The rapid expansion in the U.S. wind power industry over the past few years has required the mobilization of a tremendous amount of capital. In 2007 alone, for example, an estimated $6 billion will be invested in new wind projects in the U.S. To attract this kind of capital, the wind power sector has, in recent years, developed multiple financing structures to manage project risk and allocate Federal tax incentives to those entities that can use them most efficiently. These structures are the underlying focus of this report.
Specifically, the purpose of this report is three-fold: (1) to survey recent trends in the financing of utility-scale wind projects in the United States, (2) to describe in some detail the seven principal financing structures through which most utility-scale wind projects (excluding utility-owned projects) have been financed from 1999 to the present, and (3) to help understand the impact of these seven structures on the levelized cost of energy from wind power.
The seven structures -- which range from simple balance-sheet finance to several varieties of all-equity partnership "flip" structures to leveraged structures -- feature varying combinations of equity capital from project developers and third-party tax-oriented investors, and in some cases commercial debt. Their origins stem from variations in the financial capacity and business objectives of wind project developers, coupled with the investment risk tolerance and objectives of the tax-oriented investors and debt providers.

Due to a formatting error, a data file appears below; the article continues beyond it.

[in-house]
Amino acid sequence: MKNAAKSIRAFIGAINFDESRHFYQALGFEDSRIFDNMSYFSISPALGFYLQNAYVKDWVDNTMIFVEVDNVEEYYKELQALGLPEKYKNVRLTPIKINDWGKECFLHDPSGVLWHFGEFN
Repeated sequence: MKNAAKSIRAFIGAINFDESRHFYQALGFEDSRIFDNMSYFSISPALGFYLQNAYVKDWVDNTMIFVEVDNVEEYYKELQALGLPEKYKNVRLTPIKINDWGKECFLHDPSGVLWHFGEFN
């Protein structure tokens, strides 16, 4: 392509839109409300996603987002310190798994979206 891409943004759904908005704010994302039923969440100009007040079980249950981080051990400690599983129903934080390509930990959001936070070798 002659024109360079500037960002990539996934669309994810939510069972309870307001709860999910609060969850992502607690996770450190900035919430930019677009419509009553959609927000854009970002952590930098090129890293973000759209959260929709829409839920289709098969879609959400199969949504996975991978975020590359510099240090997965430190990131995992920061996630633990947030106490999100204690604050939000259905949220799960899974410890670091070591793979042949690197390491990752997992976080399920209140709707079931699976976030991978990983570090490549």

The full report (including an executive summary) can be downloaded from:
In addition, a high-level PowerPoint summary of the document is available at:
[Text of this item is adapted with minor changes from from a 09/2007 LBNL press release.]
"Property Taxation of Wind Generation Assets," North American Windpower, May 2006, Vol. 3, No. 4, pp. 31-34. This article, written by Warren Ault, summarizes research he did for Windustry in 2005 into the actual and potential local economic benefits of wind power, focusing particularly on a survey of the varieties of approaches throughout the United States to the use of local property taxes. Click on the link below to download a PDF copy of the article.
This publication was released by Farmer's Legal Action Group in August 2007. According to the FLAG website, "This book serves as a guide to the many legal issues faced by farmers and rural landowners who seek to develop wind energy projects.
The Farmers' Guide to Wind Energy: Legal Issues in Farming the Wind provides legal information for individuals developing wind projects, regardless of size. This includes farmer-owned large utility-scale wind farms as well as smaller on-farm or residential wind turbine projects. Legal issues covered in this guide include negotiating wind property agreements, siting a wind farm, liability risks associated with developing and operating wind turbines, project financing, choice of business structure, government incentives for wind development, and the tax consequences of these efforts."